Every planting season presents a different kind of challenge for smallholder farmers, and for those in Siaya’s Alego sub-county in Western Kenya, the nightmare of a recurring crop-killing weed is all too real. Known by its local name kayongo, the Striga weed is one of the leading causes of crop loss, a significant dent to farmers’ livelihoods and major hindrance to food security in the area.
Posts Tagged ‘Kenya’
By Brenda Wawa and Johnson Siamachira
For International Women’s Day 2016, CIMMYT and MAIZE celebrate women farmers in Africa, who through their resilience, bravery and commitment have weathered challenges in maize farming to put food on the table. These women contribute to enhancing agricultural growth and food security.
In the fight to prevent and control the spread of maize lethal necrosis (MLN) across Eastern Africa, the support and cooperation of everyone involved in maize production is crucial—especially farmers. This was the main focus of CIMMYT’s 4th stakeholders meeting, held 15 October in Kenya, which brought together 56 local farmers as well as community leaders, administrators, government extension officers, KALRO and CIMMYT staff. The meeting was held to share new information on MLN and agree on the best methods to control the incidence and spread of the disease.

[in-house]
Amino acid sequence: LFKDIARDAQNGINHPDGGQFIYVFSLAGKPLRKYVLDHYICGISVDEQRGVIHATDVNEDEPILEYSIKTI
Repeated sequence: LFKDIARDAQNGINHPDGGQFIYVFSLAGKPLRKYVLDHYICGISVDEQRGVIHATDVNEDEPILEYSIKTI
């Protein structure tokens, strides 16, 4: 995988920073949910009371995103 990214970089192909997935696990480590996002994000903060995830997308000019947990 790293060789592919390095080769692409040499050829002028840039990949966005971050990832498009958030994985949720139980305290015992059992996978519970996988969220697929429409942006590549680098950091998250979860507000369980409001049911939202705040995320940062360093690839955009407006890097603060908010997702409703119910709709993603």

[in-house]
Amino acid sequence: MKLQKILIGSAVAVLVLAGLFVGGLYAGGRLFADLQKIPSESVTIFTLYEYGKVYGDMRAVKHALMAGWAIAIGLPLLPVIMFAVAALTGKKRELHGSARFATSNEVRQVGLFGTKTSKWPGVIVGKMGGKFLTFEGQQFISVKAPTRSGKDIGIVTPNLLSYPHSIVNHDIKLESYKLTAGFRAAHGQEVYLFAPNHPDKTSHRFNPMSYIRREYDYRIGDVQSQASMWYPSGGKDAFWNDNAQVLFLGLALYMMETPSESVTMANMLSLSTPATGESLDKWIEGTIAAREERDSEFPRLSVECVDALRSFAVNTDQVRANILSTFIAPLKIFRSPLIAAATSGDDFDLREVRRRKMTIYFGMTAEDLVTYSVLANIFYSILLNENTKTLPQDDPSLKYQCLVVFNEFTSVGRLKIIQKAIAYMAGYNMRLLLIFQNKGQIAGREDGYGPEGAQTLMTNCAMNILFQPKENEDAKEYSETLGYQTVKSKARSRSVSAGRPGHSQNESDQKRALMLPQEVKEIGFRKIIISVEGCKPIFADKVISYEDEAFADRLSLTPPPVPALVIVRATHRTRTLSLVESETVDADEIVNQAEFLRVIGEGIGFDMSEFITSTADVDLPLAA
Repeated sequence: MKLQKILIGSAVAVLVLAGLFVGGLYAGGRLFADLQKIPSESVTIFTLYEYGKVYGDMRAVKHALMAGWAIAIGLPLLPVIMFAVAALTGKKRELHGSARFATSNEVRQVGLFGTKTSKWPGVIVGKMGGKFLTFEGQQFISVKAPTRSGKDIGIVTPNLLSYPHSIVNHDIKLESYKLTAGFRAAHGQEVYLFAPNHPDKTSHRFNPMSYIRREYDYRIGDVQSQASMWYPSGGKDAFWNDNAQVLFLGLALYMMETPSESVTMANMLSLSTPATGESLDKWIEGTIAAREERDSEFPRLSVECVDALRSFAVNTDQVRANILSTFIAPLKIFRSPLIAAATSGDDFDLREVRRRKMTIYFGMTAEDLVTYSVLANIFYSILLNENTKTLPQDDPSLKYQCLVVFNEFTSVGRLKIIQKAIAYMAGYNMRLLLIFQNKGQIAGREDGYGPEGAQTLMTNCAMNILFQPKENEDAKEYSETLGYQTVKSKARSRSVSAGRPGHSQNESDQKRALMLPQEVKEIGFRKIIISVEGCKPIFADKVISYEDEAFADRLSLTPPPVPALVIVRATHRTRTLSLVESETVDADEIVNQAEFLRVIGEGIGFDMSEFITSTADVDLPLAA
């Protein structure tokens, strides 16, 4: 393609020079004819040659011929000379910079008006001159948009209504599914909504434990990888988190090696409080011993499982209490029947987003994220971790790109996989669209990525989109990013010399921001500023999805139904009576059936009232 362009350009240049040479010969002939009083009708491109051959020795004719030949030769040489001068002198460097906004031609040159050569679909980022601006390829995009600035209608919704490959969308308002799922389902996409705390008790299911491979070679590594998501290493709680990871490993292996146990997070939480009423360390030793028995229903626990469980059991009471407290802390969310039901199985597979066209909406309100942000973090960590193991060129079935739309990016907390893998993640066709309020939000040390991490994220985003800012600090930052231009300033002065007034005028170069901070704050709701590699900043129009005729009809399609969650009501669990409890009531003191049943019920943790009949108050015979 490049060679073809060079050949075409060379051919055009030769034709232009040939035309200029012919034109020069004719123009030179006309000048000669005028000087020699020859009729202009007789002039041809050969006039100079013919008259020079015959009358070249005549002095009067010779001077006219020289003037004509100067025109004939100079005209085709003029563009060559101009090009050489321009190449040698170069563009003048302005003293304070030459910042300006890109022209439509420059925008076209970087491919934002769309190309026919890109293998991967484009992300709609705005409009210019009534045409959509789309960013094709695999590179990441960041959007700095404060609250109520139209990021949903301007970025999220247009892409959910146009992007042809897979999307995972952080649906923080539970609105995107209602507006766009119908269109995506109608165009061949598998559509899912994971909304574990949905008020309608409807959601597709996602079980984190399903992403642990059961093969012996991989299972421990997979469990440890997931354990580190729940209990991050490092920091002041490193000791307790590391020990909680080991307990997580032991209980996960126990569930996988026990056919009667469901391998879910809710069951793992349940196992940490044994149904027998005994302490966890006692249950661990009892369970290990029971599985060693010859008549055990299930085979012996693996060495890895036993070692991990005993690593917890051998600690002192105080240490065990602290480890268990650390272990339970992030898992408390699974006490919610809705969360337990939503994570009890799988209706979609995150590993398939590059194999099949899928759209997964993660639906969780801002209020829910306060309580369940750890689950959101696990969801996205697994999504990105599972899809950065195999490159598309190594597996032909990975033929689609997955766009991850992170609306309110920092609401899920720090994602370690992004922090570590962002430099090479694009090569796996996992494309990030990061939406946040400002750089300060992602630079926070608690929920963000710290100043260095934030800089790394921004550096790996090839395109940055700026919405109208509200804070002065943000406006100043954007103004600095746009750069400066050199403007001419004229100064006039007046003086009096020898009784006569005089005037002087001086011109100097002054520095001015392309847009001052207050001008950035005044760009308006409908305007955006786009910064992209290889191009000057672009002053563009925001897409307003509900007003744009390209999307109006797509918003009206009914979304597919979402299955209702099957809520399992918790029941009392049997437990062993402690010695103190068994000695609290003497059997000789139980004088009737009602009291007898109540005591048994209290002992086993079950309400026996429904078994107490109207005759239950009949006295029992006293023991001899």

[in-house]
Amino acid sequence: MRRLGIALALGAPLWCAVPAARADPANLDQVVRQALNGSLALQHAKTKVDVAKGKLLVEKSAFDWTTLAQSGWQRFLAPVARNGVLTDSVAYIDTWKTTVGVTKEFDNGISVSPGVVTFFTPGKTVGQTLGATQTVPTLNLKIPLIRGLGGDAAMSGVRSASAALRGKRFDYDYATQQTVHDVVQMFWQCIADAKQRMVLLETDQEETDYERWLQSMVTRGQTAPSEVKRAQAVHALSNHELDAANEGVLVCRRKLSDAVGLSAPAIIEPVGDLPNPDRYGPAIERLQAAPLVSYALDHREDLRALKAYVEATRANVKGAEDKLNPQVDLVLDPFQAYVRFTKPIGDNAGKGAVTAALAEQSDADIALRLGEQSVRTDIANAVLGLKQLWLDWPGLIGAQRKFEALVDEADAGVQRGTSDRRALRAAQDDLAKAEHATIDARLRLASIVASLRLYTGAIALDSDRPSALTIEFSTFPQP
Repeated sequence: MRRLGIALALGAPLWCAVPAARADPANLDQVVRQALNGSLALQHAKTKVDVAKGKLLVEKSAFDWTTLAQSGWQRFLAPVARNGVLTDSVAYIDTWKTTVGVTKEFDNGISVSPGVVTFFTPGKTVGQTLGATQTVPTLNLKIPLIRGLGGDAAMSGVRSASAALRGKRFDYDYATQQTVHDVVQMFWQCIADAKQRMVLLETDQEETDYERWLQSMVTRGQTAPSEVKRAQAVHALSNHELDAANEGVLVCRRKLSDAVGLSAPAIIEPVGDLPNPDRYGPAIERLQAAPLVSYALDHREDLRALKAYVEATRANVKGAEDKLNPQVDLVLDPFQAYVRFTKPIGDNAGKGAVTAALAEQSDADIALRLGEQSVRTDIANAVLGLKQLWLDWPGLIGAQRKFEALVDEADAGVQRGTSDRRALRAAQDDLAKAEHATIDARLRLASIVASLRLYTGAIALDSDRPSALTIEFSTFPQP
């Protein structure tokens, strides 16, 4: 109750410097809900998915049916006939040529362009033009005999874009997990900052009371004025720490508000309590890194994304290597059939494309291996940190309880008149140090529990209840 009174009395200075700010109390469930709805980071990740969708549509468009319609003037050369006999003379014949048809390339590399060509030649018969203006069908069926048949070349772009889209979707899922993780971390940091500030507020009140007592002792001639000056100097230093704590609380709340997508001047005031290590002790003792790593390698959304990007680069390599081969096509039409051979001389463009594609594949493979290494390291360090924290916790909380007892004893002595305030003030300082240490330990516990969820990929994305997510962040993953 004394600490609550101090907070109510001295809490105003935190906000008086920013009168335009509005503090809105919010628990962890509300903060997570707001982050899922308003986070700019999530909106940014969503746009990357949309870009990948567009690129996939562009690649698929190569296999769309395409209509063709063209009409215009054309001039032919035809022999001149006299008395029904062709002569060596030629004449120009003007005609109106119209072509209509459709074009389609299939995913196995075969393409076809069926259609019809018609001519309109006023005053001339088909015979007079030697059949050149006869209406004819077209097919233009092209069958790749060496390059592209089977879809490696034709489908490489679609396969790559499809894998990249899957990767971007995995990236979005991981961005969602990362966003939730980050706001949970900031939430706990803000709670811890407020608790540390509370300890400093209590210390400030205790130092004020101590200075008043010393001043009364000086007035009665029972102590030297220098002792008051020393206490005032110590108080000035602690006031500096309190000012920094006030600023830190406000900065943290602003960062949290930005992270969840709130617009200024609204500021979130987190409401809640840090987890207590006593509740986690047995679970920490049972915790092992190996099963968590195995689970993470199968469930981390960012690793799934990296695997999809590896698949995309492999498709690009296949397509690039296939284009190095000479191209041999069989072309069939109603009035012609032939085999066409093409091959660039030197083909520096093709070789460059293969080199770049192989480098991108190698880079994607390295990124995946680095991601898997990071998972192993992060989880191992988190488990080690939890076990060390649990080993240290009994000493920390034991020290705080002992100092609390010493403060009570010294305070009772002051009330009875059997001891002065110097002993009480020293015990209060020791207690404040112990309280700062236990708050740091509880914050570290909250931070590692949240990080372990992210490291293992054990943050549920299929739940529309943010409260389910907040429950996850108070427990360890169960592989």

In September 2011, reports came of a devastating new maize disease in the Southern Rift Valley of Kenya. The symptoms were described as mottling of the leaves, small cobs with few grains, and necrosis of young leaves leading to “dead heart” and eventually plant death. It was common for affected fields to show 100 percent infection rates, meaning that some farmers faced losing the entire crop.
By October 2012, a study team sent by CIMMYT and the Kenya Agricultural and Livestock Research Organization (KALRO) confirmed the disease to be maize lethal necrosis (MLN).